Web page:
Prosecutors intimidated Ronald Perkins, a man of limited intellect, into making an admission, that his testimony on direct examination had been wrong, and maybe he didn’t take possession of the truck he purchased for parts from Matt five months prior to the murder when he had thought. Confusion of the witness and improper conduct of the Prosecutor is clearly demonstrated on the Court record, wherein Mr. Perkins stated he changed his mind about when he got the truck, out in the hallway, a few minutes earlier because the Prosecutor had told him so.
Sequestration is rare and extreme. Therefore, it is unusual and inexplicable for the Jury to have been sequestered. This was a 5-year-old murder case, it was not a major publicity case and held no chance of juror intimidation, etc., and then to have the heating cut off!?
On January 20, 1991 the Jury retired to the L&K Motel in Ashland to deliberate the case. They returned to the Court the following day. On January 30, 1991 at approximately 4.50pm, the Jury was informed if a verdict was not reached within 10 minutes, they would be returned to the same motel and return to commence deliberations the next day. Within 10 minutes they reached a verdict!
It was later discovered that the motel had some maintenance troubles and consequently there was no heating in any of the rooms!
One juror made a comment to the effect of “I don’t care if he is guilty or not. I am not going back to that motel with no heat. I am going home to my family. I am going to vote to convict and let the appeals Court figure it out. Upon hearing that, several jurors changed their vote, and a verdict was reached!
In summary, the Trial Court coerced a verdict from the Jury.
This worked to prejudice Matt further, as the Prosecutor's closing remarks to the Jury was that if they made a mistake, the appellate Court would sort it all out!
Ohio revised code §2315.03 mandates Jury must be kept in a convenient place, and an unheated motel in January in Ohio cannot be considered convenient!
In the Ohio Pattern Jury Instruction publication, it states:
“.. In the absence of direct evidence, circumstantial evidence, by itself, will justify a finding of guilty if the circumstances are entirely consistent with the Defendant’s guilt and are inconsistent or irreconcilable with any reasonable theory of the Defendant’s innocence and be so convincing as to exclude a reasonable doubt of the Defendant’s guilt.”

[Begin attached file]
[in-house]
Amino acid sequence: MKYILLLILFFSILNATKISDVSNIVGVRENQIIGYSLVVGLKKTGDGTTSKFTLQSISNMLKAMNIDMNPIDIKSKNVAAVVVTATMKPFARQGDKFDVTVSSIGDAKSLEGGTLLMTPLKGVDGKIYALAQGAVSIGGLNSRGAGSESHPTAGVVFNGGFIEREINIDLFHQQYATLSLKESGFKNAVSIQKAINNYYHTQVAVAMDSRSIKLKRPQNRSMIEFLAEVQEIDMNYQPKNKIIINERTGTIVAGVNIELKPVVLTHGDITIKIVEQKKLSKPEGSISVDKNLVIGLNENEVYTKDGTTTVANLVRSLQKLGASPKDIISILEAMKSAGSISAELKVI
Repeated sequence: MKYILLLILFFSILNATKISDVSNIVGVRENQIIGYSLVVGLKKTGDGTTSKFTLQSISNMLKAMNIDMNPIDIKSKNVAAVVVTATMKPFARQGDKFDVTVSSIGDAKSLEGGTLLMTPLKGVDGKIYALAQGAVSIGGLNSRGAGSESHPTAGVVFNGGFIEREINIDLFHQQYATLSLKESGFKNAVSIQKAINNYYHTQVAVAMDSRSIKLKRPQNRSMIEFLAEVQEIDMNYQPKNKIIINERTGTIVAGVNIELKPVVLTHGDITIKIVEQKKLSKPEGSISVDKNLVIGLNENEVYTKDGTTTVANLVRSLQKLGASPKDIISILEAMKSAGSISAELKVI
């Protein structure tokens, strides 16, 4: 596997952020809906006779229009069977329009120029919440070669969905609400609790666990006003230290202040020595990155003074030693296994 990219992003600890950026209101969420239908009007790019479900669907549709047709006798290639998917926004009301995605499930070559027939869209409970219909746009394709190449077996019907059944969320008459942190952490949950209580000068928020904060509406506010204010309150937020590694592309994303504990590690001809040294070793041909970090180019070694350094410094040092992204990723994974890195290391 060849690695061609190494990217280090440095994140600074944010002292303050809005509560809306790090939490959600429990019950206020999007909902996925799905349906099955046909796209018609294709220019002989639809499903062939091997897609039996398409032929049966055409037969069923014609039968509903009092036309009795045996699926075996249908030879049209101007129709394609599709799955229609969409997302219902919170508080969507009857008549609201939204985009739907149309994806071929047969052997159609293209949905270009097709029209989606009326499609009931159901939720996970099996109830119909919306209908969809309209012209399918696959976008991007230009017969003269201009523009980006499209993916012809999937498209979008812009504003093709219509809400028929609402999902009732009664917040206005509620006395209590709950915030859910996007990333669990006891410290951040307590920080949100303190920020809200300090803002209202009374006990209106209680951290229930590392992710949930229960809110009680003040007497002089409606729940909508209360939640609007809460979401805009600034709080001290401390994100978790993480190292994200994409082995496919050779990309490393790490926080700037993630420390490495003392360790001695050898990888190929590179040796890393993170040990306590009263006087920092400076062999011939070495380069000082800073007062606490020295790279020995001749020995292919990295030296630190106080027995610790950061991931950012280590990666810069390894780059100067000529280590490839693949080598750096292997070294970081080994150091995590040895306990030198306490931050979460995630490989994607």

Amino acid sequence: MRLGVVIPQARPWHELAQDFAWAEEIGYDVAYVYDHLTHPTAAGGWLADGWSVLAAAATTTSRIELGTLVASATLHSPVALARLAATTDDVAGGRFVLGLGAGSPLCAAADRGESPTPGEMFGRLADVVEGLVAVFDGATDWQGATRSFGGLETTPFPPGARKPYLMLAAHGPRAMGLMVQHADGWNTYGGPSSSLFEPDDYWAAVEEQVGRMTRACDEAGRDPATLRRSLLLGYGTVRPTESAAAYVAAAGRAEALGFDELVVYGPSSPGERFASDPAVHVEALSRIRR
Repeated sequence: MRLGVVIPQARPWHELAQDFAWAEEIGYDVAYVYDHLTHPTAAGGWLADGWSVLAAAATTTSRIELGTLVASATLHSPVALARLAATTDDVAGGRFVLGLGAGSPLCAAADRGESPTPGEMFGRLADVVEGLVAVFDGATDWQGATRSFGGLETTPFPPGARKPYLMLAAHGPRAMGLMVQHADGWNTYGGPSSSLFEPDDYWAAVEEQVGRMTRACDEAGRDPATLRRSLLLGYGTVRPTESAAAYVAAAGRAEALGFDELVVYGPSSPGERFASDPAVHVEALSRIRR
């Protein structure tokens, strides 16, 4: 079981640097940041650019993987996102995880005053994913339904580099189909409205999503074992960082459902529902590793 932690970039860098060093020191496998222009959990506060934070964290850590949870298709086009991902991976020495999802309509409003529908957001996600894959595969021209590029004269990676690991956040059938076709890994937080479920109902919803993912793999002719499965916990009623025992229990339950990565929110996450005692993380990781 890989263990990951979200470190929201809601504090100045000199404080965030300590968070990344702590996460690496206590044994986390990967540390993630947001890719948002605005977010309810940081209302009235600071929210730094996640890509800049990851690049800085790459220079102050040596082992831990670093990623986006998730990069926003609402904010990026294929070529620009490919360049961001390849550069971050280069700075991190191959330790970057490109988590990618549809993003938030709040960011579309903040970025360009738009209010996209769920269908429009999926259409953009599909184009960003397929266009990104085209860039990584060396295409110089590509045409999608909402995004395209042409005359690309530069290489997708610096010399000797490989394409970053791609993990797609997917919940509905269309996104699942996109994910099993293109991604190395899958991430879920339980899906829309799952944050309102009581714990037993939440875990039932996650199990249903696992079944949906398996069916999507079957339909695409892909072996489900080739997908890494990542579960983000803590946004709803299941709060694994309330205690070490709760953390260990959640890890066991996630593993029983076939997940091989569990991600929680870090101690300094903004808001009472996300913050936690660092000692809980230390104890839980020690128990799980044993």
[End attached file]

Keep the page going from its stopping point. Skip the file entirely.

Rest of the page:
The only evidence at Trial indicative of guilt was the testimony of several individuals who admittedly disliked Matt, who claimed “he told me he did it”. Had the Jury followed the law as instructed by the Trial Court, there was far more evidence going towards a reasonable theory of innocence [misidentification] than that which supported a finding of guilt.
The prosecution’s own witnesses clearly supported the fact that Matt was innocent.
One specific witness testimony clearly destroys any claim that the circumstances were “entirely consistent with guilt and wholly inconsistent or irreconcilable with any reasonable theory of innocence”. Indeed LaTreva Perdue, the best friend of the victim, and the only witness brought by the Prosecutor who was known to have been present with the victim and the men involved in the murder, affirmatively stated that Matt was NOT one of the two men.
The physical evidence all supported Matt’s innocence.
Six months after Matt’s Trial, the Ohio Supreme Court overruled the circumstantial evidence instruction necessity. The fact is that the Kulig instruction was prevailing law at the time of Matt’s Trial and the Jury was properly instructed under Kulig. However, despite the evidence weighing heavily in favor of innocence, the jury failed to follow the law on circumstantial evidence, as given by the Trial Court, and demonstrated by the Court record. This violated Matt’s right to a fair Trial by an impartial Jury and to due process.
A continued pattern of misconduct on the part of the prosecution clearly exceeded the normal degree of latitude afforded a criminal Prosecutor.
In a case like this, where there is no overwhelming evidence of guilt, there stands a far more reasonable probability of Prosecutorial misconduct. This can infect the proceedings and affect the judgment of the Jury – contributing to the verdict, thus denying Matt a fair trial and due process.
Copyright © 2023 Free Matt Mason - All Rights Reserved.
Powered by GoDaddy Website Builder